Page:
Finnish Feminist think-tank Hattu brings Feminist Swearing Night to London on 16th and to Brighton on 19th of November. One of the founders and directors of the Hattu, Saara Särmä, tells us what to expect.
What an earth is a swearing night? How did the idea come about?
“I chatted online with a colleague of mine about unequal treatment in the academic world and we sort of sweared a lot. At one point my colleague apologized for her behaviour but continued by saying, that swearing actually felt rather empowering. Around that time, one of the three directors of Hattu, Rosa Meriläinen had just crocheted a vulva, which you could wear as a hat, and I had this vision: I wanted to see Rosa swearing on stage wearing that cunt on her head. Rosa immediately wanted to make it happen. The purpose of the swearing night is not to shout cuss words at the top of your lungs, but to unravel things that are not right in our society.”
Swearing nights have been enormously popular. What is the secret of the success?
“I have come to the conclusion that it is linked to a certain type of a feminist tradition. In 1960s, women started to organize groups where they would come together and share their experiences. In these meetings they realized, that certain experiences were not just their own but shared by other women, too. They understood, that there are structures that put women in unequal positions in society. Back then, these structures were called patriarchy. I’m still very fond of the concept of patriarchy.”
Will the patriarchy be smashed by swearing?
“Yes, at least momentarily. It is really important, if swearing night invoke feelings of joy and empowerment or, if someone realises, that the fault is not always in oneself, but in surrounding society. This kind of realisation matters and it can even make changing society easier.”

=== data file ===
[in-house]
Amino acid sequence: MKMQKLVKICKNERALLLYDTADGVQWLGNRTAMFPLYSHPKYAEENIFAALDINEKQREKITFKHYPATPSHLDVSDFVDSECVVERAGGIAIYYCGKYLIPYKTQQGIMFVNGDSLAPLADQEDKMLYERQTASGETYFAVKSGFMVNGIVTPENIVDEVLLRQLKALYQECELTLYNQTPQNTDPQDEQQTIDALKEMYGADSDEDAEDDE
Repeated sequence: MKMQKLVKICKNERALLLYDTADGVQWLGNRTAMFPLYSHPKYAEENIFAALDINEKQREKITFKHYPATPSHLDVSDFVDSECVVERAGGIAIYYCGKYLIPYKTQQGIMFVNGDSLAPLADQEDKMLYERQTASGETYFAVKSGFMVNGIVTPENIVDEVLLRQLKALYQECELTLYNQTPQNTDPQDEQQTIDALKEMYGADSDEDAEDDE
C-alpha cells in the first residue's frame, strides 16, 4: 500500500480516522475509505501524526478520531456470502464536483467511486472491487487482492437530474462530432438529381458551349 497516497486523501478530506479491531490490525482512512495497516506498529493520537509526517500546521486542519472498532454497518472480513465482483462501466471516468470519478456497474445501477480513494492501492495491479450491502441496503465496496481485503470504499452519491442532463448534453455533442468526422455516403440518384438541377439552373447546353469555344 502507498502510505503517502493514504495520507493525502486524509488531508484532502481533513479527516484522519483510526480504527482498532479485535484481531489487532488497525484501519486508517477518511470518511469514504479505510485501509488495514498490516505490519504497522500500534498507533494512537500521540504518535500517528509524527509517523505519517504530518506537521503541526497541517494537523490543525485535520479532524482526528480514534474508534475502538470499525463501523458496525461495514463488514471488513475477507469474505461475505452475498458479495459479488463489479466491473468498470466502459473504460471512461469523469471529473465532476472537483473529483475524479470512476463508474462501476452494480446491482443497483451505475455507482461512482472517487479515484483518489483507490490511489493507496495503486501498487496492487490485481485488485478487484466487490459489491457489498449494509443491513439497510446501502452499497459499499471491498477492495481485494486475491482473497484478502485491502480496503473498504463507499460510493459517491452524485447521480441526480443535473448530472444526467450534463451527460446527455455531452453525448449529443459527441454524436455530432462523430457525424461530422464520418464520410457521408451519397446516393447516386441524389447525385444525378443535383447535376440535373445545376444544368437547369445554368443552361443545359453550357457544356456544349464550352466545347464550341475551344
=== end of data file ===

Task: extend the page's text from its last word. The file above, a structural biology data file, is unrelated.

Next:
To some, feminism in itself is a swear word. What would you say to them?
“Rosa and I are in a habit of citing former Prime Minister and a Chairman of the Social Democratic Party of Finland, Paavo Lipponen, presidential campaign slogan:’Boo, there is nothing to be afraid of’.”
What is your favourite swear word and why?
“It is without a doubt ‘perkele’ [equivalent to devil in Finnish]. The way the letter ‘R’ rolls is really satisfying. The word is nice and raspy.”
What was the last thing that pissed you off?
“Internet hate. The attempts to silence female researchers and journalists by online hate messages or by publicly mocking them. It really pisses me off.”
The swearing nights have previously been organized across Finland and in Brussels and Dublin. What do you expect from the swearing feminists in London and in Brighton?
“I am looking forward to learning new swear words in English as well as hearing what kind topics pisses feminists off in the UK. Are they the same as in Finland or possibly other issues.”
The Feminist Swearing night in Brighton is arranged in co-operation with Funny Women.
The Feminist Swearing Night in Brighton, The Nightingale Room at Grand Central, 29-30 Surrey Street, Brighton BN1 3PA. https://www.eventbrite.co.uk/e/feminist-swearing-night-brighton-tickets-50685260980?fbclid=IwAR3A-r8ulAsErhTiByNNXfKqCX9Dg0F8FvfoVnWffQppK_LlzwKG9eS-fww. Monday 19th of November 2018. 7pm–10pm. Admission: £5.
The Feminist Swearing Night in London, Entrance Hall The British Library, 96 Euston Road, London NW1 2DB. https://www.bl.uk/events/feminist-swearing-night. Friday 16th of November 2018 at 7:30pm–9:30pm. Admission:£7–£10.00
Text: Nirosha Pöyhölä Photo: Mirkka Pihlajamaa